Joan McNerney could almost be considered this page’s house poet.  I love the profound intimacy of her work, an intimacy into which the poet and the noise of an “I” obtrude just ever so subtly.  Joan captures the stillness that is ever present in motion.

It is the white hour

Between deep night and soft dawn.

Even the wren stares.

 

Summer evening

Sun and moon share the sky in

Perfect symmetry.

 

Splash.

One word in

Oceans of sound.

 

-Joan McNerney

 

“Thing of beauty,” I thought when I read Amanpreem Multani’s poetry. “ Zen and beauty have been found in a landfill.”  I realize this piece can be read on several different levels, and thank Mr. Multani for allowing me to incorporate the work into the BTS haiku page.

 

Love is to open sky

As loathing is to a landfill filled

With memories.

-Amanpreem Multani

 

Sneha has written “Literature is the very essence of that fabric which binds life with living…literature embodies those subterranean hinges that cannot be reached mechanically to its core but in the sheer pleasure of revisiting, rereading and reengaging with its seminal discourses.”  I believe this vision is clearly conveyed in a verse titled ‘dwindle.'

The day of scant

Leaves wear a brown gown

With a milk bodice of dust.

-Sneha

Yet once more I encourage all haiku writers to share their work, their insights into the nature of all things, with fellow poets and BTS readers.  For those interested in beginning to write haiku, I recommend you cast back into the BTS archives and reference the September haiku column.  It provides a pretty thorough explanation of the basic format.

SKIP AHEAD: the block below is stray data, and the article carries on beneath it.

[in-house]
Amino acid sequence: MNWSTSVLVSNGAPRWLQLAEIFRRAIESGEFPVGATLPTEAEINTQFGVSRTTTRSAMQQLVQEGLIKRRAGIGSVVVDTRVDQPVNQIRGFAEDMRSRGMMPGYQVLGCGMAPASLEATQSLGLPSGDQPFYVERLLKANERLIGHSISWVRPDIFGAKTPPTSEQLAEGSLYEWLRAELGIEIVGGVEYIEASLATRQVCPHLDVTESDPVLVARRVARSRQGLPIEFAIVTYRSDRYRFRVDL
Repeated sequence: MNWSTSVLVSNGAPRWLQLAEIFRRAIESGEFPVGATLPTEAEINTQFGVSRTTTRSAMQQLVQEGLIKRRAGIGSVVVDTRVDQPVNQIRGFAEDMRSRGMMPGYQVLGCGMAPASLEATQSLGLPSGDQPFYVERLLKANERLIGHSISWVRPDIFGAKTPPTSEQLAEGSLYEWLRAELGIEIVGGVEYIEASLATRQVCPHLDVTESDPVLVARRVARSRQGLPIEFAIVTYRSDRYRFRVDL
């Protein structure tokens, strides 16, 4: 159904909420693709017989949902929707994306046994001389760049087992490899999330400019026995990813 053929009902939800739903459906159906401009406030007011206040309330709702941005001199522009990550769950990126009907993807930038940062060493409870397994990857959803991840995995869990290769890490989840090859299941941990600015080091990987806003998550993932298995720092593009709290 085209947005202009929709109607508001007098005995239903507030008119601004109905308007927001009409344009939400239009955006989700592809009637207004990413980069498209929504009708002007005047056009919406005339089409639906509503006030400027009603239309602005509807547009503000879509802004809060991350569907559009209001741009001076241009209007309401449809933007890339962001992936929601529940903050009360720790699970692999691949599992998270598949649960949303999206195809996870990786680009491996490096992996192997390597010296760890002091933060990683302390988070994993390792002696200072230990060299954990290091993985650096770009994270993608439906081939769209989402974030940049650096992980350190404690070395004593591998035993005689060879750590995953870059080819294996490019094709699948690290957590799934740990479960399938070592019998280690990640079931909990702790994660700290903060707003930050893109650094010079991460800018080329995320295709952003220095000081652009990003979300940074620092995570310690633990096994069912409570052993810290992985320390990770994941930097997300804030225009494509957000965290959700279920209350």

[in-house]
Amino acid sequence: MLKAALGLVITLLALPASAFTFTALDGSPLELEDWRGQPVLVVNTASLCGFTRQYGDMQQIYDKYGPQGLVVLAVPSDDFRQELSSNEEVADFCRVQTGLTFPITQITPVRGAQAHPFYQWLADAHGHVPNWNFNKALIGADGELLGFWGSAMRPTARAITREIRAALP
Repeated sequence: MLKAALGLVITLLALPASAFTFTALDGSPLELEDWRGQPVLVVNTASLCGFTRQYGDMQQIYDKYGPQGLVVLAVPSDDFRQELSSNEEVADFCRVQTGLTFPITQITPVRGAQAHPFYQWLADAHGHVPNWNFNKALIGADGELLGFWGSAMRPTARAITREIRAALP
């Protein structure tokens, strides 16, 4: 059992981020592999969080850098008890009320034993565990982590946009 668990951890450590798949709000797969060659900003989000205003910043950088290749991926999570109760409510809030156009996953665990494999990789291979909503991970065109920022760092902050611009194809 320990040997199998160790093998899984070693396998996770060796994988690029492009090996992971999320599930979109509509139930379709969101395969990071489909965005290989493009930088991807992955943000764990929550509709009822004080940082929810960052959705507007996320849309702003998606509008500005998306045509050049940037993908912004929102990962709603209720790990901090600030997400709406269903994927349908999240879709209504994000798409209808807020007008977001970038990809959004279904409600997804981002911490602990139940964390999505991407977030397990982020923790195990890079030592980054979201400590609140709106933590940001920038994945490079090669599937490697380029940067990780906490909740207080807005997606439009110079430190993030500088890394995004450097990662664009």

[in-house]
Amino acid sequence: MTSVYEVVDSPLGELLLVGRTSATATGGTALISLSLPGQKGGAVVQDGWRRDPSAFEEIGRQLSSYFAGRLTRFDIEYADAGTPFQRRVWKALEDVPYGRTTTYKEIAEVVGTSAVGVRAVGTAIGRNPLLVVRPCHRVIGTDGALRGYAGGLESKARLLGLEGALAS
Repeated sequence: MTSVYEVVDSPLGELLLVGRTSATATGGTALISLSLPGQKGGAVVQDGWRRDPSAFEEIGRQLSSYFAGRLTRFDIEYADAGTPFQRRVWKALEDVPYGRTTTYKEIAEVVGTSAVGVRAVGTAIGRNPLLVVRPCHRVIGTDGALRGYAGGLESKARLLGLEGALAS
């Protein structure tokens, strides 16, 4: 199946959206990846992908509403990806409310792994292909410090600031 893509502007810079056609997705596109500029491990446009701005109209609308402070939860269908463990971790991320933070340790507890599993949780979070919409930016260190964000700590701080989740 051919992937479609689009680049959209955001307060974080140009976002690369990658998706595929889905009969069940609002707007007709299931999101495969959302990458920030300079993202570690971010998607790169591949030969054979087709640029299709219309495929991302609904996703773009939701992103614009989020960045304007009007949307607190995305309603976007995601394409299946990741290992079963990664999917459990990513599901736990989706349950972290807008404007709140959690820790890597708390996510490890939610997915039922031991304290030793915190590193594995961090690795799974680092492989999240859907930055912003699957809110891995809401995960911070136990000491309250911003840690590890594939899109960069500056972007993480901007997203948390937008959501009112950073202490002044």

-Kevin McLaughlin, Haiku Editor.

I’ve selected five of Wright’s verse as examples of his mastery.  There will be more published in coming months.

I am nobody:

A red sinking Autumn sun

Took my name away.

 

In a misty rain

A butterfly is riding

The tail of a cow.

 

On winter mornings

The candle shows faint markings

Of the teeth of rats.

 

One magnolia

Landed upon another

In the dew-wet grass.

A thin waterfall

Dribbles the whole Autumn night,-

How lonely it is.

-Richard Wright

Late in the season

Black pennant dragonflies

Rest on pine needles.

In this heavy fog,

Stars are made invisible:

Sounds in the wet-lands.

-Kevin McLaughin

This next haiku has been published due to a special request I made to the poet, James Godfrey, a musician/ Industrial Engineer from Shrub Oak, New York. Classical haiku has a historical link to the four seasons and the changing of those seasons. In Japanese, this is known as kigo, and was considered an inviolate part of any true poem.  I have never read a verse that captured the essence of kigo in a purer form.  Take your time reading this verse.  Immerse yourself in the Winter Solstice.  The First Zen Patriarch, Bodhidharma, wrote (Red Pine translation),  “The cave of the five senses is the hall of zen.  The opening of the inner eye is the door of the great vehicle.  What could be clearer?” To write a significant haiku is to experience Big Mind, however briefly.

The solstice is near.

The Sun begins its return,

In long cold shadows.

 

The snake slithers by

The cat becomes confounded

With the coral, death,

-James Godfrey